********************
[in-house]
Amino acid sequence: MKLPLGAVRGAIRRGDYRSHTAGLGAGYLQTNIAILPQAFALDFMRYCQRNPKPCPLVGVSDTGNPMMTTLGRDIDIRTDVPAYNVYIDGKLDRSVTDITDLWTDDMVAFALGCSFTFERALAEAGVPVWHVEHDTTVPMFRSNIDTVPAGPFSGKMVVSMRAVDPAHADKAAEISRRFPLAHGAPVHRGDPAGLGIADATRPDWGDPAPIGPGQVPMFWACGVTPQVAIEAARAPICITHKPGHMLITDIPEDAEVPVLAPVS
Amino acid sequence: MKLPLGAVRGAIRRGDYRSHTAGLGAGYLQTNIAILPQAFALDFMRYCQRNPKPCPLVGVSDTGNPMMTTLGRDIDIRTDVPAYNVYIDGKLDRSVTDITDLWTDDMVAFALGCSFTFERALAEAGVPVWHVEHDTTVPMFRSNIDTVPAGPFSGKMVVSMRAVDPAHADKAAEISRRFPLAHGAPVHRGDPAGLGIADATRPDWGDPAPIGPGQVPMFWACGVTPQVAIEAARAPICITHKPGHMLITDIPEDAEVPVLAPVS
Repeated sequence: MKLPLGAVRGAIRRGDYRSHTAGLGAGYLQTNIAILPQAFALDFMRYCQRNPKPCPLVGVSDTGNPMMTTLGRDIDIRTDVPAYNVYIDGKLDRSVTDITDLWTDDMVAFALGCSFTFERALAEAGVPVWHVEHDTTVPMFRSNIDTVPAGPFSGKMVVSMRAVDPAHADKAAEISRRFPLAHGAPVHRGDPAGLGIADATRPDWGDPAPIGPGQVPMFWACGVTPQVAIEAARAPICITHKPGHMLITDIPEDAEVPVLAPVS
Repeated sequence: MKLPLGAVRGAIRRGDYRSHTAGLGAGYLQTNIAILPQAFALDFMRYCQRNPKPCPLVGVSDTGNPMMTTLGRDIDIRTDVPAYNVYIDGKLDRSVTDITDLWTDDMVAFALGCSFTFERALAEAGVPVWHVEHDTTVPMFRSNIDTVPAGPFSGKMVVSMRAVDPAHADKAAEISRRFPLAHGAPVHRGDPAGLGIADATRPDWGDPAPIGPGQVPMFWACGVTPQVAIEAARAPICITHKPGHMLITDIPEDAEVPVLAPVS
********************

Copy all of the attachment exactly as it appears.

[in-house]
Amino acid sequence: MKLPLGAVRGAIRRGDYRSHTAGLGAGYLQTNIAILPQAFALDFMRYCQRNPKPCPLVGVSDTGNPMMTTLGRDIDIRTDVPAYNVYIDGKLDRSVTDITDLWTDDMVAFALGCSFTFERALAEAGVPVWHVEHDTTVPMFRSNIDTVPAGPFSGKMVVSMRAVDPAHADKAAEISRRFPLAHGAPVHRGDPAGLGIADATRPDWGDPAPIGPGQVPMFWACGVTPQVAIEAARAPICITHKPGHMLITDIPEDAEVPVLAPVS
Amino acid sequence: MKLPLGAVRGAIRRGDYRSHTAGLGAGYLQTNIAILPQAFALDFMRYCQRNPKPCPLVGVSDTGNPMMTTLGRDIDIRTDVPAYNVYIDGKLDRSVTDITDLWTDDMVAFALGCSFTFERALAEAGVPVWHVEHDTTVPMFRSNIDTVPAGPFSGKMVVSMRAVDPAHADKAAEISRRFPLAHGAPVHRGDPAGLGIADATRPDWGDPAPIGPGQVPMFWACGVTPQVAIEAARAPICITHKPGHMLITDIPEDAEVPVLAPVS
Repeated sequence: MKLPLGAVRGAIRRGDYRSHTAGLGAGYLQTNIAILPQAFALDFMRYCQRNPKPCPLVGVSDTGNPMMTTLGRDIDIRTDVPAYNVYIDGKLDRSVTDITDLWTDDMVAFALGCSFTFERALAEAGVPVWHVEHDTTVPMFRSNIDTVPAGPFSGKMVVSMRAVDPAHADKAAEISRRFPLAHGAPVHRGDPAGLGIADATRPDWGDPAPIGPGQVPMFWACGVTPQVAIEAARAPICITHKPGHMLITDIPEDAEVPVLAPVS
Repeated sequence: MKLPLGAVRGAIRRGDYRSHTAGLGAGYLQTNIAILPQAFALDFMRYCQRNPKPCPLVGVSDTGNPMMTTLGRDIDIRTDVPAYNVYIDGKLDRSVTDITDLWTDDMVAFALGCSFTFERALAEAGVPVWHVEHDTTVPMFRSNIDTVPAGPFSGKMVVSMRAVDPAHADKAAEISRRFPLAHGAPVHRGDPAGLGIADATRPDWGDPAPIGPGQVPMFWACGVTPQVAIEAARAPICITHKPGHMLITDIPEDAEVPVLAPVS